During the early reforms under Islam in the 7th century, reforms in women's rights affected marriage, divorce and inheritance. Women were not accorded with such legal status in other cultures, including the West, until centuries later. The Oxford Dictionary of Islam states that the general improvement of the status of Arab women included prohibition of female infanticide and recognizing women's full personhood. "The dowry, previously regarded as a bride-price paid to the father, became a nuptial gift retained by the wife as part of her personal property." Under Islamic law, marriage was no longer viewed as a "status" but rather as a "contract", in which the woman's consent was imperative. "Women were given inheritance rights in a patriarchal society that had previously restricted inheritance to male relatives." Annemarie Schimmel states that "compared to the pre-Islamic position of women, Islamic legislation meant an enormous progress; the woman has the right, at least according to the letter of the law, to administer the wealth she has brought into the family or has earned by her own work." William Montgomery Watt states that Muhammad, in the historical context of his time, can be seen as a figure who testified on behalf of women’s rights and improved things considerably. Watt explains: "At the time Islam began, the conditions of women were terrible - they had no right to own property, were supposed to be the property of the man, and if the man died everything went to his sons." Muhammad, however, by "instituting rights of property ownership, inheritance, education and divorce, gave women certain basic safeguards." Haddad and Esposito state that "Muhammad granted women rights and privileges in the sphere of family life, marriage, education, and economic endeavors, rights that help improve women's status in society."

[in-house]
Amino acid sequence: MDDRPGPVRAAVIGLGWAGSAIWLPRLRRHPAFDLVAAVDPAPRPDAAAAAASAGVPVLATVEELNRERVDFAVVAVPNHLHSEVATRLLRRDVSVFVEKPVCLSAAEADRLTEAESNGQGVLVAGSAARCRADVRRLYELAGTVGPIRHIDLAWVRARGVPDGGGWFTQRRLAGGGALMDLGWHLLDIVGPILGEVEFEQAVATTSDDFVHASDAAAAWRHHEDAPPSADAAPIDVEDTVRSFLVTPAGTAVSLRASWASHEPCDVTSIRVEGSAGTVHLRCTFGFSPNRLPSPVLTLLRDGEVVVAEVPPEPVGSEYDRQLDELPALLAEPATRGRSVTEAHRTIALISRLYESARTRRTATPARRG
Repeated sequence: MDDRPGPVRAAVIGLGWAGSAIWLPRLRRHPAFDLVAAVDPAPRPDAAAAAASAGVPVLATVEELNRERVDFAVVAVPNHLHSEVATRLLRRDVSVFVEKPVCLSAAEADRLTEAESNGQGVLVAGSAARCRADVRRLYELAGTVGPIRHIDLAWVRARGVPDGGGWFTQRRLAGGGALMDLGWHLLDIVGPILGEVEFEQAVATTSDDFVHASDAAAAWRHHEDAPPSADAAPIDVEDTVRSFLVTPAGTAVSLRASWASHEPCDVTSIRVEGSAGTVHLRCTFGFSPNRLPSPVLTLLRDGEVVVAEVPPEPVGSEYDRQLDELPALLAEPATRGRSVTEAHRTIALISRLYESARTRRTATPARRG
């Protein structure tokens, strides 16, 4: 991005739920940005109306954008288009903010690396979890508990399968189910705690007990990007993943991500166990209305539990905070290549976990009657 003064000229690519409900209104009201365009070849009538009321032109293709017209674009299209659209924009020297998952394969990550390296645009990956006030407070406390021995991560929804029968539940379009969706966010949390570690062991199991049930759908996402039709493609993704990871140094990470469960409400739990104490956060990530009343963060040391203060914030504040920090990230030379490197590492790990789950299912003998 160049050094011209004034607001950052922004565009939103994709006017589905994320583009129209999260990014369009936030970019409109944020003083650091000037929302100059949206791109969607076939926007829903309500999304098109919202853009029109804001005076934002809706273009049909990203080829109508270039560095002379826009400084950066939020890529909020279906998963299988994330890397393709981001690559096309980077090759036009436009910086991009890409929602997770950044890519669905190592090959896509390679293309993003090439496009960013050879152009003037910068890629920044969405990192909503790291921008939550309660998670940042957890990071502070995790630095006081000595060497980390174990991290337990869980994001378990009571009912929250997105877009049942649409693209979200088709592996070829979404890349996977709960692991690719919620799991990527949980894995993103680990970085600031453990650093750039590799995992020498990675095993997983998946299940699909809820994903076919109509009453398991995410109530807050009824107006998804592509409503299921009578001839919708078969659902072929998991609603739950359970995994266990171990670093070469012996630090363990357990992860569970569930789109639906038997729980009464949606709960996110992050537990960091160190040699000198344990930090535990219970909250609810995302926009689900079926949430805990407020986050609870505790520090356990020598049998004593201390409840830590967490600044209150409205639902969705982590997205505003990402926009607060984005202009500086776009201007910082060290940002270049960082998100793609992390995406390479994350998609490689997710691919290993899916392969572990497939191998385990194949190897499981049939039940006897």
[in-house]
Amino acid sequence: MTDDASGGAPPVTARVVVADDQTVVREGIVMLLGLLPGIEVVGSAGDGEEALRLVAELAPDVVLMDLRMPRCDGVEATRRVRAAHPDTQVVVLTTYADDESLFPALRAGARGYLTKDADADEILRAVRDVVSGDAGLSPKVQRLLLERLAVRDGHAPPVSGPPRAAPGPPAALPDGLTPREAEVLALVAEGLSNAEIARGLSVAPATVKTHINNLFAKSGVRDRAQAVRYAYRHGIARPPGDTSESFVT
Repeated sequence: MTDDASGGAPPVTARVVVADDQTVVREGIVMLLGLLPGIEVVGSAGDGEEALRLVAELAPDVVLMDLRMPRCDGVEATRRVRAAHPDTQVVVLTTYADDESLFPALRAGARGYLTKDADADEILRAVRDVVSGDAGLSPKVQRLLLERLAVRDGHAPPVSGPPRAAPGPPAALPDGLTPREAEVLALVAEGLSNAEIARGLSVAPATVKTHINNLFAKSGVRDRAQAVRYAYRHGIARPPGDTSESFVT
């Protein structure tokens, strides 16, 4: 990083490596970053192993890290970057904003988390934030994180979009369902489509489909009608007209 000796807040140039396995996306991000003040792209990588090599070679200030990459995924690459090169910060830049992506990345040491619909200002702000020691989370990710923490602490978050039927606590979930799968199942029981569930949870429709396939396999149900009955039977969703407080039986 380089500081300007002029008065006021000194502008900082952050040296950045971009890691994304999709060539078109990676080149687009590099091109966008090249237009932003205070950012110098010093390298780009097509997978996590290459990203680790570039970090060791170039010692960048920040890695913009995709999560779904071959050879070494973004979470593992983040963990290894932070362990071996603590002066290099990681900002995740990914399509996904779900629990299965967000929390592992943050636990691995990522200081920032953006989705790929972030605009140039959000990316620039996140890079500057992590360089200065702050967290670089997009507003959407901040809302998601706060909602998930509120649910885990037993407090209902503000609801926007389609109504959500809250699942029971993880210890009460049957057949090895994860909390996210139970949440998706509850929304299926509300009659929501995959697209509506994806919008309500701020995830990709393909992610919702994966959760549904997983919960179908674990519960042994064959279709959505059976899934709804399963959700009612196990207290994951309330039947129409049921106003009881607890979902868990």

Gender roles
Main article: Gender roles in Islam
In Islam, relations between the sexes are governed by the principle of complementarity rather than the principle of equality. In many Islamic societies, there is a division of roles creating a woman’s space in the private sphere of the home and a man’s in the public sphere.Because of this economic reliance of women on men, the Qur'an justifies that men should always be in charge over women. A woman's primary responsibility is usually interpreted as fulfilling her role as a wife and mother, whereas a man’s role is to work and be able to financially support his wife and family. The Qur'an also directs men to honour their mothers[Qur'an 4:1] and strongly disapproves of parents who feel ashamed over the birth of a daughter instead of a son. Islamic scholars maintain that the Qur'an, the holy book of Islam, affirms women's religious and moral equality.